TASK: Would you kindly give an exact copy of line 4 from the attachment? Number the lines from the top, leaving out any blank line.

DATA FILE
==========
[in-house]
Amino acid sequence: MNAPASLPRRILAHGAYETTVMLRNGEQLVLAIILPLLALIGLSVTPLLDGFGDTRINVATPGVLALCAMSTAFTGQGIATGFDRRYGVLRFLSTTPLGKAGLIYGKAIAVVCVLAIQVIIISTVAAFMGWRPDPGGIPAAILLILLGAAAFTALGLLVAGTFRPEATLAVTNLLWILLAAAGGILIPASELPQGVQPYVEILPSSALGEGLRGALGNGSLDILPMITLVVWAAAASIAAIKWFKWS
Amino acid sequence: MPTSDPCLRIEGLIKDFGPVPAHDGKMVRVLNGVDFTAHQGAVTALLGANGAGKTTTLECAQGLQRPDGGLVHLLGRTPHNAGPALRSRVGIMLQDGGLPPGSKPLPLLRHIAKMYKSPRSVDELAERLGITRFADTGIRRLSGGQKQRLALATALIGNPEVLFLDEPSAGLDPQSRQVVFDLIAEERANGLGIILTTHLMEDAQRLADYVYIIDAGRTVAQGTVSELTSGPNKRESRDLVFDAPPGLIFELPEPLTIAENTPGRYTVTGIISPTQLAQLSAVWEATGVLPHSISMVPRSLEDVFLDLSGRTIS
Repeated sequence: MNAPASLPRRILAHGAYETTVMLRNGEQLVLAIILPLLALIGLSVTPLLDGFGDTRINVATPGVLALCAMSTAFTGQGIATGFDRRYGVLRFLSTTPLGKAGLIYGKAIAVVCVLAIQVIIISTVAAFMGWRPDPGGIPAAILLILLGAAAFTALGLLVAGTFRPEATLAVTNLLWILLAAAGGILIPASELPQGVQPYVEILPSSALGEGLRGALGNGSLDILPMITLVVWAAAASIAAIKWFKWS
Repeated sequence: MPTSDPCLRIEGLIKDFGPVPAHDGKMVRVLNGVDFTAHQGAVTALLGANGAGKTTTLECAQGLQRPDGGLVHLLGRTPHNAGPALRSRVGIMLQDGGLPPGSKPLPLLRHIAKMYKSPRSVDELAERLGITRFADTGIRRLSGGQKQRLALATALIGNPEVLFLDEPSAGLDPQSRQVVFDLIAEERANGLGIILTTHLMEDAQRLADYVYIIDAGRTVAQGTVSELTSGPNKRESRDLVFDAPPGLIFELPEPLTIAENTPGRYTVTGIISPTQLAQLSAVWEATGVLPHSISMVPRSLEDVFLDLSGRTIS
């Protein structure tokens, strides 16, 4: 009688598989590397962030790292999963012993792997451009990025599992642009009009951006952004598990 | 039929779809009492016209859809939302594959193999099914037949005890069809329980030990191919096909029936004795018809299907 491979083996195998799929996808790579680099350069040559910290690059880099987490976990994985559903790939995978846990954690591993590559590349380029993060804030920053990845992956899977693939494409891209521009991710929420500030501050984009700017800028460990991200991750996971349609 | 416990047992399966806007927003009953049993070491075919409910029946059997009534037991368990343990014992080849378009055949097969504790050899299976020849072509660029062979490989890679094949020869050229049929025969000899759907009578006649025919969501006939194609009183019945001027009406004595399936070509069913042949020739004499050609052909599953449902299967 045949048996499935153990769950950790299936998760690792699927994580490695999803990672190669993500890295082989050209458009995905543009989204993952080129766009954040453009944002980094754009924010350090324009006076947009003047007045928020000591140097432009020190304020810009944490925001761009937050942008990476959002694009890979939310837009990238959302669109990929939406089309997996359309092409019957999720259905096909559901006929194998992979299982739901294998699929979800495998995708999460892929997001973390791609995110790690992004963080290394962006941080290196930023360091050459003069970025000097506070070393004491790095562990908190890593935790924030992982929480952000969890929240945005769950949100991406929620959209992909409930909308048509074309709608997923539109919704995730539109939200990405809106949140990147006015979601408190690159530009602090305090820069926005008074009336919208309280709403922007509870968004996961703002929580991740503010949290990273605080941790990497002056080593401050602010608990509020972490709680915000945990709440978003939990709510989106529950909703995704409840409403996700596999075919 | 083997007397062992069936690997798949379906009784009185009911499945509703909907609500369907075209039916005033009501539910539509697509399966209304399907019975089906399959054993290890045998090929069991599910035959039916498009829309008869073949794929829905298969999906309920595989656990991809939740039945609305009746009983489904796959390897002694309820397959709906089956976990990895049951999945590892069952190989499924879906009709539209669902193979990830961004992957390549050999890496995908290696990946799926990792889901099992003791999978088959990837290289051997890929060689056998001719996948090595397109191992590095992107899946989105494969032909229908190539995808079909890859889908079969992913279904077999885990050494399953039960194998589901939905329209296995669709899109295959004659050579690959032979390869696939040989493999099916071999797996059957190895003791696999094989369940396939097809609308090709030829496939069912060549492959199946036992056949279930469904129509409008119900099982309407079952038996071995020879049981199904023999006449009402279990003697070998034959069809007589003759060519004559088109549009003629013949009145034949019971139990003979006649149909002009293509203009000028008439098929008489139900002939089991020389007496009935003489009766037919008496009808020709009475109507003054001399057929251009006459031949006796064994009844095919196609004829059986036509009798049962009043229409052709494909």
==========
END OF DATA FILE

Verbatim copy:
Repeated sequence: MNAPASLPRRILAHGAYETTVMLRNGEQLVLAIILPLLALIGLSVTPLLDGFGDTRINVATPGVLALCAMSTAFTGQGIATGFDRRYGVLRFLSTTPLGKAGLIYGKAIAVVCVLAIQVIIISTVAAFMGWRPDPGGIPAAILLILLGAAAFTALGLLVAGTFRPEATLAVTNLLWILLAAAGGILIPASELPQGVQPYVEILPSSALGEGLRGALGNGSLDILPMITLVVWAAAASIAAIKWFKWS